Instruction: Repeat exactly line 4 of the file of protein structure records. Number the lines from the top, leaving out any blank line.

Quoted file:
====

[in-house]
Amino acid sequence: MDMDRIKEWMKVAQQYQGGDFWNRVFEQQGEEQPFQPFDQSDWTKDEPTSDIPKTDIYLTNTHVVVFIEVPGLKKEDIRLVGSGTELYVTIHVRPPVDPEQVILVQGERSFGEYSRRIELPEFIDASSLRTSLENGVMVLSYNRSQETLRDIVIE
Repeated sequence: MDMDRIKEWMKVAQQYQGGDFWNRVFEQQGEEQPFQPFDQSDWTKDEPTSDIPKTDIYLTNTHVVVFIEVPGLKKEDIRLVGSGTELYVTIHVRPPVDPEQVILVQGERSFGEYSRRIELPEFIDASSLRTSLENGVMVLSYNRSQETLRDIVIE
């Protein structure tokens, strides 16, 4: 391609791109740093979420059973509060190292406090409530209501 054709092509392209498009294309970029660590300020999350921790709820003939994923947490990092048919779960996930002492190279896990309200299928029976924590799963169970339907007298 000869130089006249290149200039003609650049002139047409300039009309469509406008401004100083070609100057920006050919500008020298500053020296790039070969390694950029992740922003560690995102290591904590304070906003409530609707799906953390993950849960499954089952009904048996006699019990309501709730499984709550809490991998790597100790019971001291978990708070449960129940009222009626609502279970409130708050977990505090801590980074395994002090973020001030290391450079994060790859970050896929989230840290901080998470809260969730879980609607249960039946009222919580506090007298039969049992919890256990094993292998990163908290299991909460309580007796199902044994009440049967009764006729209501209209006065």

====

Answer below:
């Protein structure tokens, strides 16, 4: 391609791109740093979420059973509060190292406090409530209501 054709092509392209498009294309970029660590300020999350921790709820003939994923947490990092048919779960996930002492190279896990309200299928029976924590799963169970339907007298 000869130089006249290149200039003609650049002139047409300039009309469509406008401004100083070609100057920006050919500008020298500053020296790039070969390694950029992740922003560690995102290591904590304070906003409530609707799906953390993950849960499954089952009904048996006699019990309501709730499984709550809490991998790597100790019971001291978990708070449960129940009222009626609502279970409130708050977990505090801590980074395994002090973020001030290391450079994060790859970050896929989230840290901080998470809260969730879980609607249960039946009222919580506090007298039969049992919890256990094993292998990163908290299991909460309580007796199902044994009440049967009764006729209501209209006065």